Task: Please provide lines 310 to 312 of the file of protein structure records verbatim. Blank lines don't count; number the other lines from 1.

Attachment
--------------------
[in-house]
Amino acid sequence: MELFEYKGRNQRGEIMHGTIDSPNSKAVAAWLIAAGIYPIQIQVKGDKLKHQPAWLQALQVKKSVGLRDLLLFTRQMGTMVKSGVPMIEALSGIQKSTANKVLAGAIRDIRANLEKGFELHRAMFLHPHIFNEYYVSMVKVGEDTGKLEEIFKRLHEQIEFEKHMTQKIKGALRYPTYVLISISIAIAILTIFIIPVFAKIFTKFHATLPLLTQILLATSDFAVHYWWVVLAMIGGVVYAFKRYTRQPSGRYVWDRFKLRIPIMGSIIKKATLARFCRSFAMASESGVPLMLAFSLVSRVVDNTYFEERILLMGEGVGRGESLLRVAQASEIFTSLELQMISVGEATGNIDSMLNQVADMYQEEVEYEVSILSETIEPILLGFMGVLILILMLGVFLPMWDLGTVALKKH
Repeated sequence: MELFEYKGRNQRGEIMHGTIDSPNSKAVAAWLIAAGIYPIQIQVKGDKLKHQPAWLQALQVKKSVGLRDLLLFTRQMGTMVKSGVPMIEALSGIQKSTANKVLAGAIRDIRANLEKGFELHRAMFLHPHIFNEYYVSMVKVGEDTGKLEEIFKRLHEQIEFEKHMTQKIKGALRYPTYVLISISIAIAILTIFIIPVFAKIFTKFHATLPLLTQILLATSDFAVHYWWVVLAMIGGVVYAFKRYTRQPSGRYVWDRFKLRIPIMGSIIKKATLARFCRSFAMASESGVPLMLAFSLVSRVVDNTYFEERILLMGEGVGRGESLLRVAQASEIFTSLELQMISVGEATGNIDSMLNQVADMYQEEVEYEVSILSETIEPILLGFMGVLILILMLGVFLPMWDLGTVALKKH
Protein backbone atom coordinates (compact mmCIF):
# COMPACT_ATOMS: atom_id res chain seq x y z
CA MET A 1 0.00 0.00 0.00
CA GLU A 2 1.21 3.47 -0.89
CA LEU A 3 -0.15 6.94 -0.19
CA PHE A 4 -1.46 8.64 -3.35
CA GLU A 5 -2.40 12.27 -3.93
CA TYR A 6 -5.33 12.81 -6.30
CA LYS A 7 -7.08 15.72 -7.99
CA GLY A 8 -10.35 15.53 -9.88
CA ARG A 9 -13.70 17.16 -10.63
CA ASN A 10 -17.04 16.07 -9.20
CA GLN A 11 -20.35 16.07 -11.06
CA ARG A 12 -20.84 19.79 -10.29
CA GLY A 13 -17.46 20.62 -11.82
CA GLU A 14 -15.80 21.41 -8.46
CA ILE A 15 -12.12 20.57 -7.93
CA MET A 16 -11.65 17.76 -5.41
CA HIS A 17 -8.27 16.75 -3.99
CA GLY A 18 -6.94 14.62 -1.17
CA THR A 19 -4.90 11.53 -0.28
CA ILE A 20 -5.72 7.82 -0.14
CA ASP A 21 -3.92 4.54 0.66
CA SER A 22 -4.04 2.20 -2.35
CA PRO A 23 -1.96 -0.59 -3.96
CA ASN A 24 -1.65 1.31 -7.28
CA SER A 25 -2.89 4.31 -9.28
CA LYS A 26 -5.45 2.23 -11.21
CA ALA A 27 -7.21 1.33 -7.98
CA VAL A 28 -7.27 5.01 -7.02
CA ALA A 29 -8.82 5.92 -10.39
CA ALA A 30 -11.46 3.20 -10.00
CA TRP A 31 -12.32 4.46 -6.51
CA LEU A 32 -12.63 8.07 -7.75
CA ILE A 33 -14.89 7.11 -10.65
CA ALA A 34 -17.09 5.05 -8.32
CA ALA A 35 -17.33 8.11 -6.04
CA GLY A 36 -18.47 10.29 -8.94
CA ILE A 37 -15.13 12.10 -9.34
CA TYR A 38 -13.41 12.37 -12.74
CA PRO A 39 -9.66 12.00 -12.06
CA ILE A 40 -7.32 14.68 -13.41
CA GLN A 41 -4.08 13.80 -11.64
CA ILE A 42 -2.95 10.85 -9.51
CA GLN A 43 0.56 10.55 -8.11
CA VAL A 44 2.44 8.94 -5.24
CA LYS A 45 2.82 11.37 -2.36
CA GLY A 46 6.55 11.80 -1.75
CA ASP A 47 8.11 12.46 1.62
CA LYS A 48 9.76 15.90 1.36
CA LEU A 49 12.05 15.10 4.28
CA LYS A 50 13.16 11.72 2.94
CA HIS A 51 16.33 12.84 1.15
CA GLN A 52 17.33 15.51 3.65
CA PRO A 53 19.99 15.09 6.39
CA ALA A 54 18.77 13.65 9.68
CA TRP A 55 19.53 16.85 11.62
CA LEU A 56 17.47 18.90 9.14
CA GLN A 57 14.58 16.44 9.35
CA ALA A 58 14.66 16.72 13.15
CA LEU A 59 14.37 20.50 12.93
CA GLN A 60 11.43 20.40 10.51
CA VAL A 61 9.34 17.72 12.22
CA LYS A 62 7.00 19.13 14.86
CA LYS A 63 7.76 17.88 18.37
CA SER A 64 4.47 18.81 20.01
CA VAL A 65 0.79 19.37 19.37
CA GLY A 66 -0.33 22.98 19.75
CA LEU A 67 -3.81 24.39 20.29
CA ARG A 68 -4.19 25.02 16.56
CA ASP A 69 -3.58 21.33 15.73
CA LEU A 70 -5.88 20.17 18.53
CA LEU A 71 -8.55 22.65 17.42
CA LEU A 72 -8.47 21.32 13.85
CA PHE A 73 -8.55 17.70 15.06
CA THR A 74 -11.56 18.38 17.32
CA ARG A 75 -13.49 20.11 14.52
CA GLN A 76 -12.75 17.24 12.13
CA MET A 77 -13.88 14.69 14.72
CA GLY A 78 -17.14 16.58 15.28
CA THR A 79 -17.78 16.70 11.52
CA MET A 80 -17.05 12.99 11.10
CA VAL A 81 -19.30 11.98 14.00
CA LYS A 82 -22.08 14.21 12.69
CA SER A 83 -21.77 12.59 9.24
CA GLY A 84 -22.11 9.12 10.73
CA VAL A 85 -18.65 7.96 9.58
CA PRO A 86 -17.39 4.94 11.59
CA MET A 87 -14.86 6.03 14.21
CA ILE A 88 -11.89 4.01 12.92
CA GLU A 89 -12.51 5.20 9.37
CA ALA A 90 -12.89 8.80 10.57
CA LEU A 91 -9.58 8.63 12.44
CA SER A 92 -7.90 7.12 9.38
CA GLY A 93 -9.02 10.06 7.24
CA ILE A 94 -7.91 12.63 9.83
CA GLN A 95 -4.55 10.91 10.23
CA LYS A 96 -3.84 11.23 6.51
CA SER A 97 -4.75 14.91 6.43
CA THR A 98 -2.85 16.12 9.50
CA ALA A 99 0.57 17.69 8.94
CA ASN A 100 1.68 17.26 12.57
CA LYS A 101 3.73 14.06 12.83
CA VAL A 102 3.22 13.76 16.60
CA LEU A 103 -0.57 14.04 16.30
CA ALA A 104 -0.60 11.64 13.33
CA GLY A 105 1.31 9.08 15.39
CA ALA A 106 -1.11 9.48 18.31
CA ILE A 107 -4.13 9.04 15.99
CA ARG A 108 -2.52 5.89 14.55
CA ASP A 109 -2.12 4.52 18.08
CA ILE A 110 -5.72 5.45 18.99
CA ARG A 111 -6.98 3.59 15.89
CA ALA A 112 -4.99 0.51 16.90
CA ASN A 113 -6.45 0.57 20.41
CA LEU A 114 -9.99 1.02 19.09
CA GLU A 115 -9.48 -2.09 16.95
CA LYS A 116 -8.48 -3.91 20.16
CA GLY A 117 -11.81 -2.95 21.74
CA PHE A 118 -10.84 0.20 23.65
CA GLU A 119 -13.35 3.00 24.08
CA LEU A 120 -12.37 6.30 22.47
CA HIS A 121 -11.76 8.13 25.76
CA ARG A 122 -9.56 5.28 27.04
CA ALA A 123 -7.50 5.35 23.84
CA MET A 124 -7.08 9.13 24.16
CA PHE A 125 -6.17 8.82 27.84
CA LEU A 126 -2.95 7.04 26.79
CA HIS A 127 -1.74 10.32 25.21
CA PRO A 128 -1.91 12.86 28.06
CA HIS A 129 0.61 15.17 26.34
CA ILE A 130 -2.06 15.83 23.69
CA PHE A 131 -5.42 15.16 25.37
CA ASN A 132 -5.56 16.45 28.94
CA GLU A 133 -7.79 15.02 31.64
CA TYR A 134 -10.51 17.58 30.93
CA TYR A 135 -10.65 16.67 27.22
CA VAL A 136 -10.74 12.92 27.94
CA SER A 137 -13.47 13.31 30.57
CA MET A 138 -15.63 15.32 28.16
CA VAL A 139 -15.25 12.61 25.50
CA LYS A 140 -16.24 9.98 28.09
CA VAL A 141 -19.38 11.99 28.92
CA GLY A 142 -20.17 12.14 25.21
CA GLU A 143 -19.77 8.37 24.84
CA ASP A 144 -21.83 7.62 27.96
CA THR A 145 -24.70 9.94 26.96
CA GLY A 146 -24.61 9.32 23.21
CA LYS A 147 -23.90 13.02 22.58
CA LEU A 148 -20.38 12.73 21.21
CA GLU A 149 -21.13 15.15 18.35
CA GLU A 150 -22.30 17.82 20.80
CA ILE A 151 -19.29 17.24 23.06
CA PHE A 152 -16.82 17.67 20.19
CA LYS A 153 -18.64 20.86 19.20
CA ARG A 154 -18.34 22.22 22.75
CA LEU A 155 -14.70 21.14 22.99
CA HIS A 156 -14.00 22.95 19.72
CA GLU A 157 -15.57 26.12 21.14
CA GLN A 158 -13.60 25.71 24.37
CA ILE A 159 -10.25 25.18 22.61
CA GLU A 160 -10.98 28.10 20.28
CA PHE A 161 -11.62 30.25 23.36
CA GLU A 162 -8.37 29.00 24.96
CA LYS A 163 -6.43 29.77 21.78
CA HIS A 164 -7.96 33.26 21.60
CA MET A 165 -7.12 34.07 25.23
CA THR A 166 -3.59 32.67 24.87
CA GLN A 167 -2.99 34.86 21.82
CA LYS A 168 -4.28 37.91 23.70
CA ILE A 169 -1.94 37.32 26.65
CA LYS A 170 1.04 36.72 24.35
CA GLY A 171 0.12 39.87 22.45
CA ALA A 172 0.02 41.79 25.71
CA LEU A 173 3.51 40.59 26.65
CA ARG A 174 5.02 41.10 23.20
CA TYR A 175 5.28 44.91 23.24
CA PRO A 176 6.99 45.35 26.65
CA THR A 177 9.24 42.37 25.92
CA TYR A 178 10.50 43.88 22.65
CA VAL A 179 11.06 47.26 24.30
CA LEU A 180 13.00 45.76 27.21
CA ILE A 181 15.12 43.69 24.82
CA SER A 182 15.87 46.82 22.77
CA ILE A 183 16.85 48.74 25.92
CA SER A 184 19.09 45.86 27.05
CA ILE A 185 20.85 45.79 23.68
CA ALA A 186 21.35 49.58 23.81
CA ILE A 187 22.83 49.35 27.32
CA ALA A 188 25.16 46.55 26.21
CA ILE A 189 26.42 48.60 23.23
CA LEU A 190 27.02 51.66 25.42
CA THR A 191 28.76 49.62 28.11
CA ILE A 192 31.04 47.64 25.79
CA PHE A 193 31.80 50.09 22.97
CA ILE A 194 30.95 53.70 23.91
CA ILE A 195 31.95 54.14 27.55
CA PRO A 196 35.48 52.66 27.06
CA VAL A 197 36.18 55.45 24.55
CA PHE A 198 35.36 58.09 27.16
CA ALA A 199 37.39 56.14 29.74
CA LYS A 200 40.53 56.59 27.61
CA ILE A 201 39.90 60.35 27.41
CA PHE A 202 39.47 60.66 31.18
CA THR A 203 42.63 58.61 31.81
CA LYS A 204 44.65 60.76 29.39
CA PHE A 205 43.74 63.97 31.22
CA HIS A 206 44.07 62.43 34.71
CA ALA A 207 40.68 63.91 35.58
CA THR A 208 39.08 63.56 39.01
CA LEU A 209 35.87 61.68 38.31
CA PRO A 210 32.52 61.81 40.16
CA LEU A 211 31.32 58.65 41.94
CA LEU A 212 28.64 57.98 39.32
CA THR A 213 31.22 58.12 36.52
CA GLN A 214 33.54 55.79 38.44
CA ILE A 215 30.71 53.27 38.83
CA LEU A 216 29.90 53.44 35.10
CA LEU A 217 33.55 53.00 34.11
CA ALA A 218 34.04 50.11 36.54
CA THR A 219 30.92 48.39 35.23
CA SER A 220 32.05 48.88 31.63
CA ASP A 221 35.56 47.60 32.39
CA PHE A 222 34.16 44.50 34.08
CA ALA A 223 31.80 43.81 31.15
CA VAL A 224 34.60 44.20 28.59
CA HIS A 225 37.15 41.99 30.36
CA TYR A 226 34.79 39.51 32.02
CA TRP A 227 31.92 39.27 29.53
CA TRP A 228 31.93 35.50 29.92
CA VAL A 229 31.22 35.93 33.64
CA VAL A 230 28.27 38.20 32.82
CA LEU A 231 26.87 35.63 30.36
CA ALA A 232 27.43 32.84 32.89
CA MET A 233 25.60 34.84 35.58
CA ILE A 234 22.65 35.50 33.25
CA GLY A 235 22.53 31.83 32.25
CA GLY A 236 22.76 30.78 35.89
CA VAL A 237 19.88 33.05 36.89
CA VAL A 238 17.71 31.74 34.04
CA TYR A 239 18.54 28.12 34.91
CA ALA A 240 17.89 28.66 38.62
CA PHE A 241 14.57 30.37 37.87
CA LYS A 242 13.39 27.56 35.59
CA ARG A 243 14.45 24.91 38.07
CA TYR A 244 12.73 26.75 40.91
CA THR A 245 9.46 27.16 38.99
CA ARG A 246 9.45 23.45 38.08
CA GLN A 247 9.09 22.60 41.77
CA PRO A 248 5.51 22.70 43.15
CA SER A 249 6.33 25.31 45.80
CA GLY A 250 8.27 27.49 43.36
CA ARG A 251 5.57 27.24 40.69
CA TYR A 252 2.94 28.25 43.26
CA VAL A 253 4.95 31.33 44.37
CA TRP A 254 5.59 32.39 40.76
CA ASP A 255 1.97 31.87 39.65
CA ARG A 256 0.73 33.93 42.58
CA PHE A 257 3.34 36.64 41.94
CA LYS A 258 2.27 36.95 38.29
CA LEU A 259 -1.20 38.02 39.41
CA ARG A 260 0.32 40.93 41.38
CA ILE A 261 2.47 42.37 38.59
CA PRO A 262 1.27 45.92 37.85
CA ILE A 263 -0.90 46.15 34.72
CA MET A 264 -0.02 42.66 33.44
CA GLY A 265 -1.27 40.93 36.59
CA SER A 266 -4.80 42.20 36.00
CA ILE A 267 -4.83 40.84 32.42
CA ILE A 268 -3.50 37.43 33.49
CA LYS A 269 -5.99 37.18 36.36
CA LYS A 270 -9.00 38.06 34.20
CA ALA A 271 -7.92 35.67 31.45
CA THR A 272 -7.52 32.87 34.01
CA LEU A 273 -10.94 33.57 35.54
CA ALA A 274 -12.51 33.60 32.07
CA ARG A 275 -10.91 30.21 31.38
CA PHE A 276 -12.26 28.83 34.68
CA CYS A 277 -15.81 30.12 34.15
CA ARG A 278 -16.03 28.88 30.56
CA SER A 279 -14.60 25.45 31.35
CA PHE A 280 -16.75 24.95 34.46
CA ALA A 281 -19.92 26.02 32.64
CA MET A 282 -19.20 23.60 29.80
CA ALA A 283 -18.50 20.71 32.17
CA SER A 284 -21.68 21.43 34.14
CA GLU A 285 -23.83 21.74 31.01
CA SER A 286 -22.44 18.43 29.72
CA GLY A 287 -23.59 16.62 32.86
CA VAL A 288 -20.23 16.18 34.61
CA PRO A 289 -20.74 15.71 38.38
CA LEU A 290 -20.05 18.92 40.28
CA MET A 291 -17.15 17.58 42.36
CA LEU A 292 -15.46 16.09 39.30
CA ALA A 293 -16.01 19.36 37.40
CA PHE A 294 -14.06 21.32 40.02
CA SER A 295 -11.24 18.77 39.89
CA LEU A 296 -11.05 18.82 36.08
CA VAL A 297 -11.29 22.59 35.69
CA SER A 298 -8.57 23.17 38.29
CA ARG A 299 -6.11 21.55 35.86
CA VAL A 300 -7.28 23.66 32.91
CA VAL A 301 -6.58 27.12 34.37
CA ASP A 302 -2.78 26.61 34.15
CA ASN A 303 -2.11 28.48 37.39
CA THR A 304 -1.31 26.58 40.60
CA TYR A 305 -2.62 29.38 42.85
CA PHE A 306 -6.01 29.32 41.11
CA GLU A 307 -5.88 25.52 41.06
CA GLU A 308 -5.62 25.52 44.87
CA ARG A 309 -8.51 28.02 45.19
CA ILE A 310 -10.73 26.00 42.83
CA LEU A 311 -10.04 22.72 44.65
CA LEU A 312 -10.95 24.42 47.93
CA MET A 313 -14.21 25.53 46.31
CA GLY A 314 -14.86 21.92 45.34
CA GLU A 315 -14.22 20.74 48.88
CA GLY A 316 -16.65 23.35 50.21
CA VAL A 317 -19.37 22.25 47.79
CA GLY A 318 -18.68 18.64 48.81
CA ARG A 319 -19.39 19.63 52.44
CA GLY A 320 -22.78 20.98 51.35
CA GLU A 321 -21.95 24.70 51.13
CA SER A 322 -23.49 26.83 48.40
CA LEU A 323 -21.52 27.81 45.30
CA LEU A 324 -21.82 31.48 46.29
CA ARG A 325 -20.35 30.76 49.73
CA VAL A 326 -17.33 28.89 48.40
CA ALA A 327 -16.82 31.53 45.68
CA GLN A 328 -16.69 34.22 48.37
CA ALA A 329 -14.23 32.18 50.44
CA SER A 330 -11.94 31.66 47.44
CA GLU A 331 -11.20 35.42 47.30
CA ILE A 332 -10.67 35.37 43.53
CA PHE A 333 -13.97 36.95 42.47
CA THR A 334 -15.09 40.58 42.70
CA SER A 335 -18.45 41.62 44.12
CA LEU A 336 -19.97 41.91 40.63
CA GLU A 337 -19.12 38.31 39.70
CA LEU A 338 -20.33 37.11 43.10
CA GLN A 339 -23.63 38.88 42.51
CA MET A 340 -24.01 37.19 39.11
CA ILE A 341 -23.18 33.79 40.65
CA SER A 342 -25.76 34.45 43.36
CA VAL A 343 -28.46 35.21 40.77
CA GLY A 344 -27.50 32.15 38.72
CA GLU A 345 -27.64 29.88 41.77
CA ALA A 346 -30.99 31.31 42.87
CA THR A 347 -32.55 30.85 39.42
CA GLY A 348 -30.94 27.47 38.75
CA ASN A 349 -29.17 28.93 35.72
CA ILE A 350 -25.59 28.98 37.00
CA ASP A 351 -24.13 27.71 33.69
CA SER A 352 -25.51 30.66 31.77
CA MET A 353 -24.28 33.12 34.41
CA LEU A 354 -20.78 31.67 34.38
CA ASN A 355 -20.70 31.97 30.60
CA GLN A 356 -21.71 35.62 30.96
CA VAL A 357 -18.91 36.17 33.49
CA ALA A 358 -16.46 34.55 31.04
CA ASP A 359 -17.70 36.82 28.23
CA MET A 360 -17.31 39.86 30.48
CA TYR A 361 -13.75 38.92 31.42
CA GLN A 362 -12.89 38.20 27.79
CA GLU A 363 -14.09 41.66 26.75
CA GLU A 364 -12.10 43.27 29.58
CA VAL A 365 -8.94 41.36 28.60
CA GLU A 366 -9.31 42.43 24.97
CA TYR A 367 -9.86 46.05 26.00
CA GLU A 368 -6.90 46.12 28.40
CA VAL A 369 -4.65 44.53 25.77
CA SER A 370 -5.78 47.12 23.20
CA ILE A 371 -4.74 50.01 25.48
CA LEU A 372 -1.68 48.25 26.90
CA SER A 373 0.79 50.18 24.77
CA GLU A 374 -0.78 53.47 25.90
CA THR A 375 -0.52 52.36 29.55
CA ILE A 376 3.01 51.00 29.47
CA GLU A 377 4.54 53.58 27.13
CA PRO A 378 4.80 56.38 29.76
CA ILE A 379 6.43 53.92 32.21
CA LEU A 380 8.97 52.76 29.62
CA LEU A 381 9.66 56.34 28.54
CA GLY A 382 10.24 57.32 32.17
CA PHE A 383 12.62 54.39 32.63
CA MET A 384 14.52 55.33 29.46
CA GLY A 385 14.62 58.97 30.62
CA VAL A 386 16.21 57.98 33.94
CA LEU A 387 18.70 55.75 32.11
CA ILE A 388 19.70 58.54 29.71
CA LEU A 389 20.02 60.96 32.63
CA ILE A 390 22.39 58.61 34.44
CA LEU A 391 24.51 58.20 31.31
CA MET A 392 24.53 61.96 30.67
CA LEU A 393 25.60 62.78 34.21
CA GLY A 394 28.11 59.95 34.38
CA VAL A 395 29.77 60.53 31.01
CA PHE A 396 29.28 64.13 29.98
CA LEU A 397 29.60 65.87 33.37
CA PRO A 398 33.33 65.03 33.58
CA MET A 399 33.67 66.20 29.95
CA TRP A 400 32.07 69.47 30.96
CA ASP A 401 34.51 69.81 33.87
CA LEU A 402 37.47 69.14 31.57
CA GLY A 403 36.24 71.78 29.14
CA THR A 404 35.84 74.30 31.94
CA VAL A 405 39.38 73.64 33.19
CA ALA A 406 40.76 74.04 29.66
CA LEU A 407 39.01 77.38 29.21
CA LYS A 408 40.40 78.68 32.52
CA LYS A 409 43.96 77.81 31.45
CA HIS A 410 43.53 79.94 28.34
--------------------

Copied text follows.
CA TYR A 305 -2.62 29.38 42.85
CA PHE A 306 -6.01 29.32 41.11
CA GLU A 307 -5.88 25.52 41.06